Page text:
I wanted to introduce you to my current team of horses, as they are such a huge and important part of my life.


MAXMeet, Max. He is my rock. My main man. I purchased Max from a local sale as a yearling, so I’m pretty much responsible for all the highs and lows we’ve gone through. Thanks to his generosity and steady nature, our journey has been mostly highs. Max is now 19, which means he has been with me through all the years I’ve been teaching. During those years, I have continued to learn from the many great horses and people I’ve been blessed to work with, so Max has also been the recipient of all the changes in my learning curve. Every time I would learn something new, he was the one I would try it on. When I was cowboying full time, he was my main horse; when I was picking up, he was my go to horse; and when I began to refine my work, it was always him I would try and sort things through with. Thinking back, I’m sure the poor guy could tell by the way I was walking out to the field that I was about to change the rules again and was up to something new! He was there for me through it all, when life was easy and tough, and he was always the same kind, unflappable guy. That steadiness has taken me through so much of my life, and I am forever grateful for the depth of this horse. Too often, we don’t realize what we have until it’s gone, so I am consciously thankful that Max and I are still together trying to sort things out and get a little better every day.


BENTLEYI am currently also working with Bentley, a 7 year quarter horse. Well, I guess I should say that I was working with Bently until my daughter Taylor stole him! Bentley is a bred cutting horse, small and stocky with the biggest heart.  He adores my daughter and they have become extremely close. He is a well-schooled horse who is working nicely in the two-rein, but with my daughter now doing such great work with him, I don’t think I will be the one taking him into the full bridle!



CRUZADOI think every trainer should work with horses that are easy for them, along with some that are extremely challenging. This balance allows us to feel confident but also be pushed to the edge so we are constantly learning new skills to refine our abilities. To date, my Andalusian Cruz has been the biggest challenge I have had the privilege of working with. In one moment, I feel like we are achieving great things, and in the next I am losing sleep trying to sort him out! The greatest thing about Cruz is his indomitable spirit, which will simply not be broken. He is a proud and honorable horse who is willing to work with you, but it has to be on mutual terms. True to his Iberian nature, Cruz is sensitive and extremely expressive, but he is also prone to being fearful. When you combine all of that with his sheer athleticism, he can be a whole lot of horse to handle! When I get it right and all his energy is working with me, it’s a phenomenal experience, but even now, when his energy is coming from his fear, it looks like his first ride! He is truly a joy, a privilege, and at this point my greatest teacher.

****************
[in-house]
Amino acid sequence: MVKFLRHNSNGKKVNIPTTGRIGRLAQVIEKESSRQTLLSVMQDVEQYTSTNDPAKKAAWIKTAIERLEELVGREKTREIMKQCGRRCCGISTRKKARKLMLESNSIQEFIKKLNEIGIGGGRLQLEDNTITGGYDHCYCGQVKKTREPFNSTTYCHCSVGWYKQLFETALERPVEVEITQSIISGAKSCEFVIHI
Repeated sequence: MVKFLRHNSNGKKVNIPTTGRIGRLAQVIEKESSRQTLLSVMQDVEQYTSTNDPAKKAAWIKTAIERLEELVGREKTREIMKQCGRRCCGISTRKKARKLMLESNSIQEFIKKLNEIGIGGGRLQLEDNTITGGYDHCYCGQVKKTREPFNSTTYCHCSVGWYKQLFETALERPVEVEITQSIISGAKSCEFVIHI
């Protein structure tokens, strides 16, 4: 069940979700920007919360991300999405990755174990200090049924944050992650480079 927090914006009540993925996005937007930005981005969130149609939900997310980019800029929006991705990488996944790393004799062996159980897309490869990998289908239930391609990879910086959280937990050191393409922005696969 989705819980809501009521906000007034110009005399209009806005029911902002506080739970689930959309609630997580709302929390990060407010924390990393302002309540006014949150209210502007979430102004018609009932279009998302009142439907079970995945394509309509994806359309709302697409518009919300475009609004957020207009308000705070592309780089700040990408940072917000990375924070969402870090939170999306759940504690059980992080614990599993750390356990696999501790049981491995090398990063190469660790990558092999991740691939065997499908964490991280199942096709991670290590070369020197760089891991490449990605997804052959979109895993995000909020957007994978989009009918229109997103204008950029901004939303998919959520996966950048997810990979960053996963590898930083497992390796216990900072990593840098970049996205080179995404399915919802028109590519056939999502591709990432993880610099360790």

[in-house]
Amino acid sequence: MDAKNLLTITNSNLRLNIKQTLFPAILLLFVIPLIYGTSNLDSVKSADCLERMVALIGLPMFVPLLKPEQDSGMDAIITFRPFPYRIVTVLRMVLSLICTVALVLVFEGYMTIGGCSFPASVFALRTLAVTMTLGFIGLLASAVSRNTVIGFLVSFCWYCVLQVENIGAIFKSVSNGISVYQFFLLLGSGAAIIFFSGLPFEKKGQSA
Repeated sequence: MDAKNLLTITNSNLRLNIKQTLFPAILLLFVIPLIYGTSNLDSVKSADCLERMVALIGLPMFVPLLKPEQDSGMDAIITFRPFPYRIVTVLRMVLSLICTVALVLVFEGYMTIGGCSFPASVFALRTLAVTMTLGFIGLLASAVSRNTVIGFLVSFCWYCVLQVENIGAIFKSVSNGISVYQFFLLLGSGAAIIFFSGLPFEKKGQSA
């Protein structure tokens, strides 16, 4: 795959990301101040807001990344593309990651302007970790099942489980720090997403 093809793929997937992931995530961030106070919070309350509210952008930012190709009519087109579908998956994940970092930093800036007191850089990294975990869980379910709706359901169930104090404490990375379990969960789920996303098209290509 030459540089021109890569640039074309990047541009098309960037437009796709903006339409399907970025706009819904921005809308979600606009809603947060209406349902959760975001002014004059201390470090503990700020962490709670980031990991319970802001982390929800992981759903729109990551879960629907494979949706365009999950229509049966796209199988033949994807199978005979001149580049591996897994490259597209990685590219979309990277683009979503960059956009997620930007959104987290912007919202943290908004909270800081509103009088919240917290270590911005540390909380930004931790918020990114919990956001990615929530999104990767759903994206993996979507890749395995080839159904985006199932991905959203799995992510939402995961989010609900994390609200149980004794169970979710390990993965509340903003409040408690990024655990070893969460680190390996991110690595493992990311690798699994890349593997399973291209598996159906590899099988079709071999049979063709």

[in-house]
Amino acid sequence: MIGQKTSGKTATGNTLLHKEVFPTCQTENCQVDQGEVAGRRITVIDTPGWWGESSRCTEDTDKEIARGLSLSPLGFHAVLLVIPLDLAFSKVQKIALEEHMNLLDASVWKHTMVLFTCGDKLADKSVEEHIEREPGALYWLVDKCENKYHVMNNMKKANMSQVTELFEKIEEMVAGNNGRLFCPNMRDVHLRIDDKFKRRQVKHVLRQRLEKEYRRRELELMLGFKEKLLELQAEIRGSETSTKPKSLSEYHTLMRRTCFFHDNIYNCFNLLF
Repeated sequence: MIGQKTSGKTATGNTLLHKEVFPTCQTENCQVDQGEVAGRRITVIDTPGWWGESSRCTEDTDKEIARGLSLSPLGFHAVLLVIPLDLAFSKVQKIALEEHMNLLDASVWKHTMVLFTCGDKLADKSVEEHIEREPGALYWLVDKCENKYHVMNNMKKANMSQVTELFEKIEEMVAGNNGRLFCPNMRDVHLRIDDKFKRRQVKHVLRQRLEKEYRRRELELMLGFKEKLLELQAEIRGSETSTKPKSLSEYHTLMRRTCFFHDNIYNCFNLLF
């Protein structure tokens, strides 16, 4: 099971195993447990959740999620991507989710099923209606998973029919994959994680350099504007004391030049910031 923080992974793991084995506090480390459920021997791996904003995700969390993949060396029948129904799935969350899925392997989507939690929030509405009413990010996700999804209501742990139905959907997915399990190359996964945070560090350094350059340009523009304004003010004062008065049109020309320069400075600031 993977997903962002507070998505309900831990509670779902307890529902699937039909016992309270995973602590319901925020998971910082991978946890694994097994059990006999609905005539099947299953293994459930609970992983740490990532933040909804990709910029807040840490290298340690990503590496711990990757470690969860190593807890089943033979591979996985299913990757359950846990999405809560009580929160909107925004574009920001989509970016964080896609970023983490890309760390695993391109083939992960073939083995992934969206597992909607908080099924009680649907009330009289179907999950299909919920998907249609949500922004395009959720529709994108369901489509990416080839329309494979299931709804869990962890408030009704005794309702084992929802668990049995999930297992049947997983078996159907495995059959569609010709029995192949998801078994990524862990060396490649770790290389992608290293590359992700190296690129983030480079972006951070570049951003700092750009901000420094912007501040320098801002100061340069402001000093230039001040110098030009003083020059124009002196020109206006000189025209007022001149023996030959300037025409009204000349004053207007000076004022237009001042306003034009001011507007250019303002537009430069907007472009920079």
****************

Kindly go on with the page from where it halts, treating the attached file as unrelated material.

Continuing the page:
PORTIAAlso in my lineup is Portia, a super cool little quarter horse whom I truly love working with. She is the only mare in my crew right now as I have found I only have enough room in my heart for one mare at a time! She is a kind horse who always tries her hardest to be good and take care of her rider, but in the same breath is not afraid to tell you how she thinks and feels. I have always been fond of mares, as there is a depth about them that is different than the geldings. This is not something that I can explain but it is something I have always enjoyed. Portia is at her best working cattle or being out on the trail, as she can get bored with arena work. It’s important to find a balance to honour her mind in this way, as this allows her to be and give her best.


As a trainer I have found that the more horses I can work with, the better I come to understand horses in general. This has been one of the greatest privileges of teaching clinics, as it has allowed me to see literally thousands of different horses. But working with other people’s horses at clinics is a different experience that working with my own, because those horses are reflecting the struggles of other riders. This is why I feel the need to always have a bunch of horses going myself, as it allows me to constantly see myself through them and continue to grow in my own horsemanship journey. 

I hope you have enjoyed hearing about my horses — maybe you will see them someday at a clinic near you!